Engineered molecule amplifies body's immune response

September 28, 2005

Bethesda, MD - By altering a molecule called Stat1, which is involved in cellular immune signaling, scientists have succeeded in making the molecule more responsive and thus more efficient. This old protein with a new twist may eventually be used to improve the body's defense against infection.

Stat1 is involved in immune responses that are initiated by proteins called interferons. These proteins are produced by the cells of the immune system in response to challenges by foreign agents such as viruses, bacteria, parasites and tumor cells. Recently, interferon has also been shown to play a role in the body's surveillance against the development of cancer. Because of this role, recombinant interferon is often used for the treatment of certain fibrotic diseases as well as cancers.

Interferon binds to receptors on the surface of the cell, which then use Stat molecules to send signals to the nucleus to increase the expression of genes needed to defend the host against infection. A balance in the amount of Stat signaling caused by interferon is very important.

"When interferon levels are too low, the host is highly susceptible to infection," explains Dr. Michael J. Holtzman of the Washington University School of Medicine in St. Louis, Missouri. "This also applies to Stat1. Children who are born with genetic deficiencies of Stat1 are also very susceptible to infection. In the more severe case, the children die in infancy of fatal viral infections. In less severe cases, they later develop infections due to mycobacteria. When interferon levels are too high, for example during treatment with interferon, there are side effects due to the increased nonspecific response caused by excessive amounts of interferon."

Dr. Holtzman and his colleagues at the Washington University School of Medicine decided to try to improve the body's defense against infection without causing side effects that occur with interferon treatment by engineering a hyper-responsive Stat1 molecule. By increasing the efficiency of the Stat1 molecule, the host could have the benefits of increased Stat1 signaling even at the low levels of interferon normally present in the body. Their results appear as the "Paper of the Week" in the October 7 issue of the Journal of Biological Chemistry, an American Society for Biochemistry and Molecular Biology journal.

"Our paper is really quite simple in conceptual terms," says Dr. Holtzman. "It is well known that interferon provides a benefit to people by protecting them against infectious diseases and cancer. Unfortunately, administration of interferon is costly and short-lived and has significant side effects. We simply reasoned that it might be possible to improve the benefits of interferon by enhancing the way it produces its beneficial effects. We therefore improved a molecule, known as Stat1, that is responsible for relaying the benefits of interferon in the body."

Their initial in vitro results were promising, and the engineered Stat1 molecule exhibited an increased responsiveness to interferon. Following up on these discoveries, Dr. Holtzman and his colleagues are currently performing gene transfer experiments, using both recombinant viruses and transgenic mice, to establish the benefits of hyper-responsive Stat1 in vivo for treating viral infection and cancer. They are also screening for drugs that might increase Stat1 responsiveness.

These experiments may eventually lead to many improvements in cancer therapy as well as the treatment of other infections. Basically, any situation in which interferon hyper-responsiveness might be beneficial will profit from Dr. Holtzman's research.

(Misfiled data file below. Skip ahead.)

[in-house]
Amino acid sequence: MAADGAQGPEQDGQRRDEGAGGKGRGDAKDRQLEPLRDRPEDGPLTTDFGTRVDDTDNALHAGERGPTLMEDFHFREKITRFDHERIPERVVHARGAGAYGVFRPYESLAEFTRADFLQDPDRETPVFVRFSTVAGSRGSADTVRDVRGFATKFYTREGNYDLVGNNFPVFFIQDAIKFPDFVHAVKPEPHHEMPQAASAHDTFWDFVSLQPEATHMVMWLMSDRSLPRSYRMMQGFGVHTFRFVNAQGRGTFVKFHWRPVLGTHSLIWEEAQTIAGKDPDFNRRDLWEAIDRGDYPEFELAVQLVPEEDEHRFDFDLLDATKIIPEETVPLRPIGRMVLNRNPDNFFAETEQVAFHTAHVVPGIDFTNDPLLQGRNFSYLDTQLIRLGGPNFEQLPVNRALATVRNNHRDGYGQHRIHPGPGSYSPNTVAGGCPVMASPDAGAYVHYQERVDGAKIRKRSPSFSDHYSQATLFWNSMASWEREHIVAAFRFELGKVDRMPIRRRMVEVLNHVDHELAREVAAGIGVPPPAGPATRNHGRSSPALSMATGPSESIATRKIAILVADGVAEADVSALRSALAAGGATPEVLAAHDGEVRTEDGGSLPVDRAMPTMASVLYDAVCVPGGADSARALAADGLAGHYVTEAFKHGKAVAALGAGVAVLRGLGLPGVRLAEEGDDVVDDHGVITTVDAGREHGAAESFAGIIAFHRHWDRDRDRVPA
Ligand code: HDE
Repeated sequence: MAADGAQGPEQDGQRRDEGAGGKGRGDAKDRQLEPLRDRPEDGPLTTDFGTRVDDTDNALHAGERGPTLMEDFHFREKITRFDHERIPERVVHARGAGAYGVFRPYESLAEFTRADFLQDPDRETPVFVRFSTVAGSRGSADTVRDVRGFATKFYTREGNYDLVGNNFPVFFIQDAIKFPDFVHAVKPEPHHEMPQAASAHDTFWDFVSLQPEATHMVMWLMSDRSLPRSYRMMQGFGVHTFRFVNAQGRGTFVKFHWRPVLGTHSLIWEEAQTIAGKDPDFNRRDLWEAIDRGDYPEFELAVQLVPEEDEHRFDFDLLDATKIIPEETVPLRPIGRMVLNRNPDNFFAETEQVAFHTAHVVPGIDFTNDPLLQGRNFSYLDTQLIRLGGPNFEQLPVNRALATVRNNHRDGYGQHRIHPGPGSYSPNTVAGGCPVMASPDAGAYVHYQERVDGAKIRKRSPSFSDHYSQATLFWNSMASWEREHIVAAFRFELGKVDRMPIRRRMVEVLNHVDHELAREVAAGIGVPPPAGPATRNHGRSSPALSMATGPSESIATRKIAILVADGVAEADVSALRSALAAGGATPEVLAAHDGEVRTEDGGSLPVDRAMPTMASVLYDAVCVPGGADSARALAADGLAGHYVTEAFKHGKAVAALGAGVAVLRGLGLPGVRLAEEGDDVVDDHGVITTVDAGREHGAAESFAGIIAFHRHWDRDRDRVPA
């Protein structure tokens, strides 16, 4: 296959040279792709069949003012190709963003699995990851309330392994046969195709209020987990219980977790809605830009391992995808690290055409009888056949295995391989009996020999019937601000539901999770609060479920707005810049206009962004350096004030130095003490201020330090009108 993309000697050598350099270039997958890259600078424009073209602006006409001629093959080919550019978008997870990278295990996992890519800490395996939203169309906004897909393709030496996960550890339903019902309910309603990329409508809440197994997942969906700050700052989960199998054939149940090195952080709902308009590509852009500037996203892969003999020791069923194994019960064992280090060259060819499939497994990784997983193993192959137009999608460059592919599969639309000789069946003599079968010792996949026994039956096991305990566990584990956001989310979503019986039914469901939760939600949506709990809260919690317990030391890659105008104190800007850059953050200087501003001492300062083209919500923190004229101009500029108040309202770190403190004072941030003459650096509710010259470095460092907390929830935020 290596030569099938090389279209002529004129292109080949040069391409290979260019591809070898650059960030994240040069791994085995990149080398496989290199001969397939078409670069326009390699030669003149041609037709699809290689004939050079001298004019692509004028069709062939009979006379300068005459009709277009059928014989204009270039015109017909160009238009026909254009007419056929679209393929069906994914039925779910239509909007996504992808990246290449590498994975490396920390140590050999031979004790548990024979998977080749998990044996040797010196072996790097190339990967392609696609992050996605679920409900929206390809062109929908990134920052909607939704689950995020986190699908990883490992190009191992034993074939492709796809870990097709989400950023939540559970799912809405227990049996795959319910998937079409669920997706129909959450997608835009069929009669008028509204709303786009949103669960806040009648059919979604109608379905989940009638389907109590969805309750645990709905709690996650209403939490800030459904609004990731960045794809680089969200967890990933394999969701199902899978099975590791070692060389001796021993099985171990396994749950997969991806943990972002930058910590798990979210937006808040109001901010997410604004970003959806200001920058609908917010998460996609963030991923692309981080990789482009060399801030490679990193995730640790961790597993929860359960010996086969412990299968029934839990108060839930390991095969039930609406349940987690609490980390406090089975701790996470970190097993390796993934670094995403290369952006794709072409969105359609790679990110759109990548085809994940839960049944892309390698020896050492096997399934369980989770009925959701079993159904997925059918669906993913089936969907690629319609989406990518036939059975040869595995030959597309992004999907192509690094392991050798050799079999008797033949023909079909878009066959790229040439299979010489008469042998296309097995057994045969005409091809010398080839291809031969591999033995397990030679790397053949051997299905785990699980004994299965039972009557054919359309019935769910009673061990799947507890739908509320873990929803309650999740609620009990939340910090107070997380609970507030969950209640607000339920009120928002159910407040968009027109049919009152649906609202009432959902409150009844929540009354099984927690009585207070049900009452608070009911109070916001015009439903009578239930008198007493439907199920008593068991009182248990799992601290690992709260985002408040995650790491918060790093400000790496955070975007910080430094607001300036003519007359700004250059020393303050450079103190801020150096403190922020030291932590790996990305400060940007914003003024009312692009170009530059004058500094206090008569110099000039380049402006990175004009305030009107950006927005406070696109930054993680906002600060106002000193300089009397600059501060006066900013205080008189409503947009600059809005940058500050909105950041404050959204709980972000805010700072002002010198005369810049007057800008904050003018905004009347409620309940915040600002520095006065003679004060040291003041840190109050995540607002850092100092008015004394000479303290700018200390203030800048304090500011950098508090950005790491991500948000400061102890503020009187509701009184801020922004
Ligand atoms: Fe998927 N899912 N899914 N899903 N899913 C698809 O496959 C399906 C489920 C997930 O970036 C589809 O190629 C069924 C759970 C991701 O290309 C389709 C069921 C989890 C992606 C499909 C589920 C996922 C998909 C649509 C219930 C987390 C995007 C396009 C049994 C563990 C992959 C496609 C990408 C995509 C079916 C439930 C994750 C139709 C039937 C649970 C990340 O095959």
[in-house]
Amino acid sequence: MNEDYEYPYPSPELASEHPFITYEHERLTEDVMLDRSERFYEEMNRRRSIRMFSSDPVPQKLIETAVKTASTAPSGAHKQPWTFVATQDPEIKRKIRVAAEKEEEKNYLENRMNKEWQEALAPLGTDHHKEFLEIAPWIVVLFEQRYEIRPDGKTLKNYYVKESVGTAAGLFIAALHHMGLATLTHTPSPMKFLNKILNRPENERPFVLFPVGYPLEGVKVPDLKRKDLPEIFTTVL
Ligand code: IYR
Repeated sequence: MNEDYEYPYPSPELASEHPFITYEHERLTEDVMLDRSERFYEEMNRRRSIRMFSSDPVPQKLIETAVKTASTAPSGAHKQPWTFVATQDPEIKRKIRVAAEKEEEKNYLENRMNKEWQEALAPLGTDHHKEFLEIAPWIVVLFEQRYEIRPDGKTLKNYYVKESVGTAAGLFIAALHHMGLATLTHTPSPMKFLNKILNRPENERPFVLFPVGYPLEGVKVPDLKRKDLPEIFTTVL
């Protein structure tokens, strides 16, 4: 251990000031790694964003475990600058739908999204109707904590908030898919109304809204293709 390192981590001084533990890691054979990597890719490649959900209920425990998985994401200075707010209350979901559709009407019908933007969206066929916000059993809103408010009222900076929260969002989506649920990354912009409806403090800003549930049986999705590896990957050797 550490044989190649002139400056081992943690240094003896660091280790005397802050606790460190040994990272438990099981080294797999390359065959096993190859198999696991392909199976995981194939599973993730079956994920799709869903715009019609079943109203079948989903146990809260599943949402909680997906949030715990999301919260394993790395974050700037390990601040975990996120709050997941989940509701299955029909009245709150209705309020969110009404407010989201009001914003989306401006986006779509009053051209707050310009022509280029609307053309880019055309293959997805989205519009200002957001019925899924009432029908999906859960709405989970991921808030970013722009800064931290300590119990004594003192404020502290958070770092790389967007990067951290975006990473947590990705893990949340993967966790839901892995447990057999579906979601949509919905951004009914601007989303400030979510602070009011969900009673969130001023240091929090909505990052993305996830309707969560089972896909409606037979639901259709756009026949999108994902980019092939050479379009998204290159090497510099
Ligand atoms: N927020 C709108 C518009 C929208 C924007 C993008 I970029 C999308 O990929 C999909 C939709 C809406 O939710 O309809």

"One could use our strategy of improving Stat1 efficiency during the winter months in patients who are at risk for developing serious viral infections, for example children with asthma, or heart disease, or immune compromise," suggests Dr. Holtzman. "It may also be of benefit in situations where interferon therapy has been used, such as treatments for liver disease and lung fibrosis, as well as certain cancers. Improving Stat1 efficiency would allow for much lower doses of interferon to be used, decreasing cost and side effect profile. In terms of diagnosis, it may be possible to screen patients for the level of Stat1 responsiveness to interferon, and if found to be low, that would make them candidates for a strategy to improve Stat1 responsiveness using our methods."
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The Journal of Biological Chemistry's Papers of the Week is an online feature which highlights the top one percent of papers received by the journal. Brief summaries of the papers and explanations of why they were selected for this honor can be accessed directly from the home page of the Journal of Biological Chemistry online at www.jbc.org.

The American Society for Biochemistry and Molecular Biology (ASBMB) is a nonprofit scientific and educational organization with over 11,000 members in the United States and internationally. Most members teach and conduct research at colleges and universities. Others conduct research in various government laboratories, nonprofit research institutions, and industry.

Founded in 1906, the Society is based in Bethesda, Maryland, on the campus of the Federation of American Societies for Experimental Biology. The Society's primary purpose is to advance the sciences of biochemistry and molecular biology through its publications, the Journal of Biological Chemistry, the Journal of Lipid Research, Molecular and Cellular Proteomics, and Biochemistry and Molecular Biology Education, and the holding of scientific meetings.

For more information about ASBMB, see the Society's website at www.asbmb.org.

American Society for Biochemistry and Molecular Biology

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